A program to fund scholarly research in the U.S. announced its annual awards, including one of the prestigious grants for Southern Illinois University Edwardsville.
The National Endowment for the Humanities issued $18.6 million in grants for nearly 200 research projects across the country.
Some of the projects included digitizing the personal papers of Helen Keller, a permanent exhibition at the Delta Blues Museum, digitizing 66,000 photographs from construction of the New York subway system, a documentary on late actress and writer Mae West, and preserving correspondence and manuscripts of the late author Ray Bradbury.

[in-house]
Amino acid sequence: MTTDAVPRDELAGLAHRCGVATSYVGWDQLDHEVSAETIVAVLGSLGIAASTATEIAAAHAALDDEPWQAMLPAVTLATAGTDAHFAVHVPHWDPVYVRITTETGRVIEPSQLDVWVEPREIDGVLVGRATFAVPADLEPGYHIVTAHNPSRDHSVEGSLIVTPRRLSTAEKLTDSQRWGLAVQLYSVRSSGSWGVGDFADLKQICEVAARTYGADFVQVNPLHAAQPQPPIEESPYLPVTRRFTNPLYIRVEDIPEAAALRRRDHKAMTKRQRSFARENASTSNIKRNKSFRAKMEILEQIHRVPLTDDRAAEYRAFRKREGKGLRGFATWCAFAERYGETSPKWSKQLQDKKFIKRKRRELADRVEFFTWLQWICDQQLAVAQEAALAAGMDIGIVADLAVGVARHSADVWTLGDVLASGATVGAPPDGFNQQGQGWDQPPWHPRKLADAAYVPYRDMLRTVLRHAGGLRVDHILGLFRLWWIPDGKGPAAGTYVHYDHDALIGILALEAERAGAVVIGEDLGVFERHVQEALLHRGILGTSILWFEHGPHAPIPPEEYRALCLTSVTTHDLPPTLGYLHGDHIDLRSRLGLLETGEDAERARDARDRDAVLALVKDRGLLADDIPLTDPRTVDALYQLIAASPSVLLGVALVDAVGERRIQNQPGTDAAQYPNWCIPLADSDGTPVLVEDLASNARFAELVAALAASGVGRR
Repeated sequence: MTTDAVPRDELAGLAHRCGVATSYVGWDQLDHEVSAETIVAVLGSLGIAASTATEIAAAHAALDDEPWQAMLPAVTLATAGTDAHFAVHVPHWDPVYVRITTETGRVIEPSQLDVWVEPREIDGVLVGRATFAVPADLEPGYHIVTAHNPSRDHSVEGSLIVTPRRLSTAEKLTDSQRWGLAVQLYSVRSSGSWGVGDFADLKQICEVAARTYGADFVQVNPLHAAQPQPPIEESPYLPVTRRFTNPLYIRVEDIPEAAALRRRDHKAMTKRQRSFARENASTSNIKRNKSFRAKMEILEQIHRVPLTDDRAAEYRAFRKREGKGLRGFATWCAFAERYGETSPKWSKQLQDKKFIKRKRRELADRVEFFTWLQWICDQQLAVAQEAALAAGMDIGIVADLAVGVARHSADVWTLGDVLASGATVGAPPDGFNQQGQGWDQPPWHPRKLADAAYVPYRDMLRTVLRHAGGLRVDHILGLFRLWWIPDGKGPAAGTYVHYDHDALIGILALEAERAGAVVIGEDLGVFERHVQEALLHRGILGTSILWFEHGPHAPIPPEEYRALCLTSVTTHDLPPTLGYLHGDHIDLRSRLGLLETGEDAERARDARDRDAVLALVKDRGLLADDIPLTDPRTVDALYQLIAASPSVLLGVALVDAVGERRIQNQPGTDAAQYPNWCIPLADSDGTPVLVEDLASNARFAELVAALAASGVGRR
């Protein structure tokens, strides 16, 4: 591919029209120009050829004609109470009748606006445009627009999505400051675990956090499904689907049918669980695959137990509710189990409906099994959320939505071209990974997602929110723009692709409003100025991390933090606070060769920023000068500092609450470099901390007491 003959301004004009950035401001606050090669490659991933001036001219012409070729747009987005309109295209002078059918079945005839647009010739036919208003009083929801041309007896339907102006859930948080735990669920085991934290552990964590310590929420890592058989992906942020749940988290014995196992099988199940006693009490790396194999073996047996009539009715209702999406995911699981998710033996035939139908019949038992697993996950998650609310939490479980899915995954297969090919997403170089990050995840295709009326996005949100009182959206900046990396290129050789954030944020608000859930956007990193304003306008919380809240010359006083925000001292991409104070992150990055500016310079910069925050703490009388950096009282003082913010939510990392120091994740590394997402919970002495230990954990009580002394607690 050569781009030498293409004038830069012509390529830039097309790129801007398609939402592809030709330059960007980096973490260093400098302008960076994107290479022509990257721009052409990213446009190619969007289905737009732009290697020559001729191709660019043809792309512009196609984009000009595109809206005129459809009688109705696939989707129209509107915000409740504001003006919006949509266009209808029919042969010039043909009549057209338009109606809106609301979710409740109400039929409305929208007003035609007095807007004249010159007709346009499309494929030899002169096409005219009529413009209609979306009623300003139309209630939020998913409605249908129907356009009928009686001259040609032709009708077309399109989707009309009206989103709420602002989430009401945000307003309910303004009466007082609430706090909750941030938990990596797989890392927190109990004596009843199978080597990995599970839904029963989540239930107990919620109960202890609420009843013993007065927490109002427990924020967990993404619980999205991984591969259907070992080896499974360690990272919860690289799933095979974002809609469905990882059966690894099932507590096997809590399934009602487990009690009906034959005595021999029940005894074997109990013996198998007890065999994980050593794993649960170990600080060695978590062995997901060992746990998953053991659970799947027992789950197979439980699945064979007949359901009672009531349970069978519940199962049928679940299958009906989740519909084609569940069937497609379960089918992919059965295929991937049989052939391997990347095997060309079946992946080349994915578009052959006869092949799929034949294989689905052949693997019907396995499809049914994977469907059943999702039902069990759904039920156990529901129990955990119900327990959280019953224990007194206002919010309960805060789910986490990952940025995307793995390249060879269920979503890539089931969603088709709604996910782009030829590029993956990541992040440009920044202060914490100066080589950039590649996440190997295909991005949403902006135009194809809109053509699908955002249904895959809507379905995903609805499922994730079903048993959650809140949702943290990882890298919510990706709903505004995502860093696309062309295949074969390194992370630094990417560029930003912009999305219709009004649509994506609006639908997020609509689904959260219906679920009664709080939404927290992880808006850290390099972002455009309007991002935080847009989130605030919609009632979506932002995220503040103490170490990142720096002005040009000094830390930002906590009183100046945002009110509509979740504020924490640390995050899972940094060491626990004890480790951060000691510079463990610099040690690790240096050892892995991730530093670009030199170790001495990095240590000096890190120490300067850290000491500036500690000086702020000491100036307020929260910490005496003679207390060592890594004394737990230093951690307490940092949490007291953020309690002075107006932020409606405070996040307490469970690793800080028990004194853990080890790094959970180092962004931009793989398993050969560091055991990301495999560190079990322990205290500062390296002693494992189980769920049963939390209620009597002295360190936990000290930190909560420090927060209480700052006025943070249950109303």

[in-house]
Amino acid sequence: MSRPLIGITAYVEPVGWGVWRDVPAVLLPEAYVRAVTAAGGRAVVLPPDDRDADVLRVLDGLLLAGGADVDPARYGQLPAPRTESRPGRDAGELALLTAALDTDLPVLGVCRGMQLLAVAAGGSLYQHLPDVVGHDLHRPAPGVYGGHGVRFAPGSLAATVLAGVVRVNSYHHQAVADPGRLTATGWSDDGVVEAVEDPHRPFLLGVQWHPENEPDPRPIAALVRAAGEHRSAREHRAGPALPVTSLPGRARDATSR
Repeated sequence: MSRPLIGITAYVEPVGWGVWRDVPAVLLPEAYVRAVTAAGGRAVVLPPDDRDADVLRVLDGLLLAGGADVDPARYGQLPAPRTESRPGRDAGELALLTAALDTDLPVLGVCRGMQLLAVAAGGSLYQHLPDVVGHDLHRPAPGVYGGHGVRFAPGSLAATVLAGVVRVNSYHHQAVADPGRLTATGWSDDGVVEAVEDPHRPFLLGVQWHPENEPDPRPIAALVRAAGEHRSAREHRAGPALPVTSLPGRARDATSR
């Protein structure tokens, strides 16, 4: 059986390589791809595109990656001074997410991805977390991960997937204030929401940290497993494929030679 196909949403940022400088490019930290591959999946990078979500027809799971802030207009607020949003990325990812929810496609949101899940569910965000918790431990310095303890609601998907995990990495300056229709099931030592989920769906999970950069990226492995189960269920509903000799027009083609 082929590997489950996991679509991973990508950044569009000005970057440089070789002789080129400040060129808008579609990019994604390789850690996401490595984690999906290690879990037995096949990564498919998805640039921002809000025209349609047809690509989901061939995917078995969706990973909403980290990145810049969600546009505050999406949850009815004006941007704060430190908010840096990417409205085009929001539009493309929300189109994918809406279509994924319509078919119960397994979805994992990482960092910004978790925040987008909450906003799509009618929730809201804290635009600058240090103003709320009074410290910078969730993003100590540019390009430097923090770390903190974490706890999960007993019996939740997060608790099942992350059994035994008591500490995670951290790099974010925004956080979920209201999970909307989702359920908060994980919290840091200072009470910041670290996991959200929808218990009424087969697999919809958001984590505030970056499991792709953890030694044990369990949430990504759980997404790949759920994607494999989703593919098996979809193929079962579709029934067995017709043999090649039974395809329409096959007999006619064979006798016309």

SIUE received $34,952 for a “digital community engagement pathway” designed by professor Jessica DeSpain. The project will create an undergraduate curriculum to integrate humanities and social science with community engagement.
“These new NEH-supported projects deepen our understanding and appreciation of the traditions, values and historical figures who have shaped our country,” said NEH senior deputy chairman Jon Parrish Peede.
Other NEH grants went to Illinois organizations like the American Library Association, the Chicago Horticultural Society and Northern Illinois University, but none went to St. Louis or any downstate organizations except the SIUE grant. The only Missouri grant was a $6,000 grant for a book-length research study of English monastic culture in the 14th century.
The full list is published on the NEH website.